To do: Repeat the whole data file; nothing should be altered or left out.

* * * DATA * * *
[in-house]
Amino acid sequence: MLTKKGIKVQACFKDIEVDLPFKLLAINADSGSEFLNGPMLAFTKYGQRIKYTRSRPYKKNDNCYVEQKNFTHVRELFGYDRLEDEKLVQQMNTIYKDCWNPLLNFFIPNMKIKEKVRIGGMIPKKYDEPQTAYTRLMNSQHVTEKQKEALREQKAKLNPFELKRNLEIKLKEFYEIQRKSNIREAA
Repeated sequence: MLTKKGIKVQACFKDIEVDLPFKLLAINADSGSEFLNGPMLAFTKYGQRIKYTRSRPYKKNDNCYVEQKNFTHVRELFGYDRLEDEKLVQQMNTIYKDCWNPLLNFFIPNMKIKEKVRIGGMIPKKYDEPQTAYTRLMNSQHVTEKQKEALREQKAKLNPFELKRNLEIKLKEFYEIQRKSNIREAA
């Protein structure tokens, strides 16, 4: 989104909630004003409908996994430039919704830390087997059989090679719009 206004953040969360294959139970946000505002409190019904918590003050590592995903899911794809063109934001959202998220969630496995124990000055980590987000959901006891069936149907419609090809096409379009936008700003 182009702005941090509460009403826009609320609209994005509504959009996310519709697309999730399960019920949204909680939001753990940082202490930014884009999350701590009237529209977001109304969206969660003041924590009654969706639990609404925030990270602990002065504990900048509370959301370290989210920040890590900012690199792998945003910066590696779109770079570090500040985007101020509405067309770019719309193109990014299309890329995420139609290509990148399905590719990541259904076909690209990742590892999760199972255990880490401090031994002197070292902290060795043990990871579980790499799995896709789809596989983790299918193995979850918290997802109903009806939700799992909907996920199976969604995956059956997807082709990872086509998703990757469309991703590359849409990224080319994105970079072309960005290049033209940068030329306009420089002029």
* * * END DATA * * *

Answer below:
[in-house]
Amino acid sequence: MLTKKGIKVQACFKDIEVDLPFKLLAINADSGSEFLNGPMLAFTKYGQRIKYTRSRPYKKNDNCYVEQKNFTHVRELFGYDRLEDEKLVQQMNTIYKDCWNPLLNFFIPNMKIKEKVRIGGMIPKKYDEPQTAYTRLMNSQHVTEKQKEALREQKAKLNPFELKRNLEIKLKEFYEIQRKSNIREAA
Repeated sequence: MLTKKGIKVQACFKDIEVDLPFKLLAINADSGSEFLNGPMLAFTKYGQRIKYTRSRPYKKNDNCYVEQKNFTHVRELFGYDRLEDEKLVQQMNTIYKDCWNPLLNFFIPNMKIKEKVRIGGMIPKKYDEPQTAYTRLMNSQHVTEKQKEALREQKAKLNPFELKRNLEIKLKEFYEIQRKSNIREAA
């Protein structure tokens, strides 16, 4: 989104909630004003409908996994430039919704830390087997059989090679719009 206004953040969360294959139970946000505002409190019904918590003050590592995903899911794809063109934001959202998220969630496995124990000055980590987000959901006891069936149907419609090809096409379009936008700003 182009702005941090509460009403826009609320609209994005509504959009996310519709697309999730399960019920949204909680939001753990940082202490930014884009999350701590009237529209977001109304969206969660003041924590009654969706639990609404925030990270602990002065504990900048509370959301370290989210920040890590900012690199792998945003910066590696779109770079570090500040985007101020509405067309770019719309193109990014299309890329995420139609290509990148399905590719990541259904076909690209990742590892999760199972255990880490401090031994002197070292902290060795043990990871579980790499799995896709789809596989983790299918193995979850918290997802109903009806939700799992909907996920199976969604995956059956997807082709990872086509998703990757469309991703590359849409990224080319994105970079072309960005290049033209940068030329306009420089002029």